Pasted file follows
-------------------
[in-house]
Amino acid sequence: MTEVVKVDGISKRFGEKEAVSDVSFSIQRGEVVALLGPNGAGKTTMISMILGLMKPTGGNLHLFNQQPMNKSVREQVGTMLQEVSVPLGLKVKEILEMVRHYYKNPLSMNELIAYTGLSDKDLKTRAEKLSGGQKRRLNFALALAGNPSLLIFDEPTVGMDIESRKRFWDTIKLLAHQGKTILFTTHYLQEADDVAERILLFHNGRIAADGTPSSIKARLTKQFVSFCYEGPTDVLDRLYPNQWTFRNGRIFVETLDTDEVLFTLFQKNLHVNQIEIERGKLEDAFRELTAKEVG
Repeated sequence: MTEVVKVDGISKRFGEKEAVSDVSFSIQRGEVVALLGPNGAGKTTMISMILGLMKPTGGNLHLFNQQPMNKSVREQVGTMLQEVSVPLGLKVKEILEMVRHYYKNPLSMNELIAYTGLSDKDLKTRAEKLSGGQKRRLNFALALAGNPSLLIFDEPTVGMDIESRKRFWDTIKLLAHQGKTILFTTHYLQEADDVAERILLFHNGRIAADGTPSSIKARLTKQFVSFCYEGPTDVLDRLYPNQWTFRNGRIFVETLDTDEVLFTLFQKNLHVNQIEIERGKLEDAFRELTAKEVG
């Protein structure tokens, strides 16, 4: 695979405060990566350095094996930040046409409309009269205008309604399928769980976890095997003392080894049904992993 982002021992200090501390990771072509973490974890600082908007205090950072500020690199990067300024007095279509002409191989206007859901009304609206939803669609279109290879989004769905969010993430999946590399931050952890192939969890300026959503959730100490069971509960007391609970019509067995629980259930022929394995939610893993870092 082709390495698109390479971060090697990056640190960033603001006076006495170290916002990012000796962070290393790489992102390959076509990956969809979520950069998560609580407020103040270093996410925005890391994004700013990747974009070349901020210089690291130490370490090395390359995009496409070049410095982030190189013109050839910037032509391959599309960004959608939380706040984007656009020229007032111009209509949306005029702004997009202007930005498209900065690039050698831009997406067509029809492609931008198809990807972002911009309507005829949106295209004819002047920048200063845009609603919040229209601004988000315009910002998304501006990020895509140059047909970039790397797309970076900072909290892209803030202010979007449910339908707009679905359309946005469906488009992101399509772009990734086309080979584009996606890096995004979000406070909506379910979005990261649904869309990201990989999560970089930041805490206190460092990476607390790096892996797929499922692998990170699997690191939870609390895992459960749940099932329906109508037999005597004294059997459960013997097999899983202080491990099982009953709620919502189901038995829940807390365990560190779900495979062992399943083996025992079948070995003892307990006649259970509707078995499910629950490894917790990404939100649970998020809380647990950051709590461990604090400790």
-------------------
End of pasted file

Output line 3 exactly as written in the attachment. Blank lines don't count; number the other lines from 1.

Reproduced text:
Repeated sequence: MTEVVKVDGISKRFGEKEAVSDVSFSIQRGEVVALLGPNGAGKTTMISMILGLMKPTGGNLHLFNQQPMNKSVREQVGTMLQEVSVPLGLKVKEILEMVRHYYKNPLSMNELIAYTGLSDKDLKTRAEKLSGGQKRRLNFALALAGNPSLLIFDEPTVGMDIESRKRFWDTIKLLAHQGKTILFTTHYLQEADDVAERILLFHNGRIAADGTPSSIKARLTKQFVSFCYEGPTDVLDRLYPNQWTFRNGRIFVETLDTDEVLFTLFQKNLHVNQIEIERGKLEDAFRELTAKEVG